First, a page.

Because the deaths of these “quiet professionals” came only weeks after Vice President Joe Biden compromised operational security by disclosing details about their unit’s involvement in a raid on Osama bin Laden‘s compound in Pakistan, some people — including family members and friends of SEALs killed in the crash — believe the SEALs may have been sacrificed by the Obama Administration to appease followers of bin Laden.  More likely, however, is that they were set up by unvetted or poorly-vetted Afghan officials allowed to work closely with U.S. and Coalition Forces decision-makers.

Is it beyond the realm of possibilities to think Afghan officials are corrupt enough to engage in such activities?  Hardly  According to a report issued last week by the Special Inspector General for Afghan Reconstruction, the following is true:

Widespread corruption in Afghanistan is a significant problem and remains a threat to the success of reconstruction and assistance programs. In 2012, Transparency International ranked Afghanistan in a tie with Somalia and North Korea as the most corrupt country in the world.  NOTE:  Here’s the link to the 2012 Corruption Perceptions Index if you want to see it for yourself.

Fig 5 Insider Attacks on ISAF PersonnelThese are likely the same kind of people who, after surviving a supposedly-thorough vetting process, have excelled at waging hundreds of often-deadly “Green-on-Blue” or “Insider” attacks against American and Coalition Forces mentors and advisors while wearing the uniforms of their country’s military, police and security agencies instead of the attire of government officials.

Exactly who are the Afghans officials who likely set up the warriors aboard Extortion 17?  Based on what I read among the more than 1,300 pages that make up the Extortion 17 crash investigation report produced by U.S. Central Command, I’d say its the high-level Afghans who serve on the Operational Coordination Group (OCG).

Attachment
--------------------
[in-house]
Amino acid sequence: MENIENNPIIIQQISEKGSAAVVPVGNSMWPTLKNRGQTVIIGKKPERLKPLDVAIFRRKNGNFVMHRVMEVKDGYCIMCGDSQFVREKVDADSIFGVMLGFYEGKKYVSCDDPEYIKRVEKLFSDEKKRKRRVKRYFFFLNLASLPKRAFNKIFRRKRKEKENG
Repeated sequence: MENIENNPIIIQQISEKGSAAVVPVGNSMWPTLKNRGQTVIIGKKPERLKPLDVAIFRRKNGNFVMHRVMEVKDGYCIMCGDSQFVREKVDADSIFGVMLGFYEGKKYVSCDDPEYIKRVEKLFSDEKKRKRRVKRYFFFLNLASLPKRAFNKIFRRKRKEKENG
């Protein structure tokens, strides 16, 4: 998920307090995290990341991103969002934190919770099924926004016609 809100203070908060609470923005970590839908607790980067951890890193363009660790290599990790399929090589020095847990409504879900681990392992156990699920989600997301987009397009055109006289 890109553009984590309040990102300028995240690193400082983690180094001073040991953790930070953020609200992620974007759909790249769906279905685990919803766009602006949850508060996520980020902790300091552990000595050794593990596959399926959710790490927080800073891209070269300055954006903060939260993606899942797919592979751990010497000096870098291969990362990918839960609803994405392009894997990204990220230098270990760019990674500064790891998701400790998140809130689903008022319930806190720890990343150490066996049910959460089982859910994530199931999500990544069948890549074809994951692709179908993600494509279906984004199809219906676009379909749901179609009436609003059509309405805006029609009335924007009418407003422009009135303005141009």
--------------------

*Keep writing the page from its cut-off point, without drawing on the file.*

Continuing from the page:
Early in the report, I found the transcript of a briefing conducted nine days after the crash by an American intelligence officer who, at one point, describes himself as “an SF guy by trade.”  His audience is a group of about 18 people assembled at Bagram Air Base as part of the investigation process that followed the crash.  The topic is the OCG’s participation in the war effort.  NOTE:  Because the copy of the report I received was redacted, the briefing officer’s branch of service and rank remain a mystery.  His words from the transcript, however, appear below:

“We made some real money with the OCG; they are the Operational Coordination Group and they assist us with the planning, and the vetting, and de-confliction of our operation,” said the intelligence officer on page 6 of one 134-page document.  “Likewise, once we are done executing the operation, they are able to send the results report, the result of the operations, up through their various administrates.  They are made up of the Afghan National Army, the National Director of Security, as well as the Afghan National Police Force.  They are here on site, but we also have them down at the regional level in RC-South and, in September, we are going to stand up region site up in RC-North.”

“So they have visibility on every operation?” asked the deputy investigating officer.

“Every operation,” the intel officer replied.

“So they knew about the operations?” the deputy asked, apparently wanting to confirm what he had just heard.

“Oh yea,” the intel officer confirmed.

“And they were briefed on it?” the deputy followed, again seeking confirmation.

“Absolutely,” came the reply.

OCG Slide pg 59 Screen shot 2013-09-15 at 11.53Further down the same page, the deputy investigating officer asked another OCG-focused question – “So they have the ability, do they have approval authority on that, to cancel an operation?” and the conversation continued:

“Technically, they do,” the intel officer replied.  “They don’t exercise it, but technically they do have (the) authority.”

“So they either task or approve the operation?” the deputy investigating officer said, seeking confirmation.

The answer:  “Yep.”

More than 50 pages deeper into the document, the investigating officer — then-Brig. Gen. Jeffrey N. Colt before being promoted in 2012 — asked for and received confirmation from the officer representing the Joint Special Operations Task Force Intelligence Directorate (J3) that every mission is vetted through the OCG.  He also received some background knowledge about the group.